My guess is that this is not the exact point. Rather, the point is to not allow this internal dialogue to dictate feelings of guilt or pleasure.

Feel Your Fullness Eating

Feel your fullness

This states that one may feel the need to finish everything on their plate because it’s “meal-time.” And there will be no more food until the next meal. Again, scarcity is addressed.

I agree with a portion of this principle. But I prefer the perspective of following a plan that uses quantifiable feedback to obtain necessary nutrients and adequate fullness. Not a stuffed feeling. This occurs with trial and error.

Eating Sugary Food

Discover the satisfaction factor

This states that when you eat what you want, your feeling of satisfaction will be content. Again, in my experience, if this particular food is high in sugar, the satisfaction is short lived and cravings continue. There’s so much junk on grocery store shelves now, that an avoidance of the products is superior.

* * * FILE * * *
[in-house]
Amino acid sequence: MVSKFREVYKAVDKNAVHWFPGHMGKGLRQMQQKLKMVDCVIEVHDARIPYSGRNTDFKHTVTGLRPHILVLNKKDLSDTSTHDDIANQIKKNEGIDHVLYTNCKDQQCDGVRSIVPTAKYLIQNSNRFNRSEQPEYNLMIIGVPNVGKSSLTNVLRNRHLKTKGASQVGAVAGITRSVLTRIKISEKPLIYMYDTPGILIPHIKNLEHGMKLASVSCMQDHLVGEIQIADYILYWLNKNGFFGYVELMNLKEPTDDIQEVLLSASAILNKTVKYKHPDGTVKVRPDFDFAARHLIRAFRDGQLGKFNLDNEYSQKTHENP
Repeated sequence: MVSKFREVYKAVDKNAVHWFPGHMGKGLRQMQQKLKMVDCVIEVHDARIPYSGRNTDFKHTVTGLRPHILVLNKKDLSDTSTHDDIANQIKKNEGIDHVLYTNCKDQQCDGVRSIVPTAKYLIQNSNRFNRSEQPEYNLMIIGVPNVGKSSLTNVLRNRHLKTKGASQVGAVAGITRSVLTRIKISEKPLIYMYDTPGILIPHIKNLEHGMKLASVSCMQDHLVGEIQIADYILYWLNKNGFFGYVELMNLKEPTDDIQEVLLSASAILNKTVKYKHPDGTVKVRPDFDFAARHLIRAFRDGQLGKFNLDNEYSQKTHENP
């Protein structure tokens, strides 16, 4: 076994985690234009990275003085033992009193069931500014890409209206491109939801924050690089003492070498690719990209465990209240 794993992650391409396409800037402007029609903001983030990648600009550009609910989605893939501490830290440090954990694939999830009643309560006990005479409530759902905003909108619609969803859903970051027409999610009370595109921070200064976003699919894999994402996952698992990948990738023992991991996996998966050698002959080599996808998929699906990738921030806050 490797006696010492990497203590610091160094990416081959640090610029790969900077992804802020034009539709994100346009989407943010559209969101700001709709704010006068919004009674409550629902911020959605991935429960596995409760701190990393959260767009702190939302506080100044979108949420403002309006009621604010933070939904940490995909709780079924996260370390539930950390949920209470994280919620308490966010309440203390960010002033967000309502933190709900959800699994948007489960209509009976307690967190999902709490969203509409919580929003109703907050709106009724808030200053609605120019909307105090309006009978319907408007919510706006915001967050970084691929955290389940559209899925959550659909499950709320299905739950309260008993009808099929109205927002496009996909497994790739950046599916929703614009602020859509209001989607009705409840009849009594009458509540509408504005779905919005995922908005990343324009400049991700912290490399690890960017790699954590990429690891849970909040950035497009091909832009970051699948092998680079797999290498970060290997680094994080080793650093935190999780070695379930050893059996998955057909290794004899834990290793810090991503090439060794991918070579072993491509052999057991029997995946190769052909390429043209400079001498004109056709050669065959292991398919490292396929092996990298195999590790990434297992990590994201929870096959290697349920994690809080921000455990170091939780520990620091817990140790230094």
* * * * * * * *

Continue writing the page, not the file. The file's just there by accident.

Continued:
Cope with your emotions without using food

Cope with your emotions without using food

I completely agree that we need to find alternatives to food when dealing with specific emotions. This is a tough one to break since it’s usually created during childhood. It will certainly take some inflection and hobby seeking.

Respect your body

Respect your body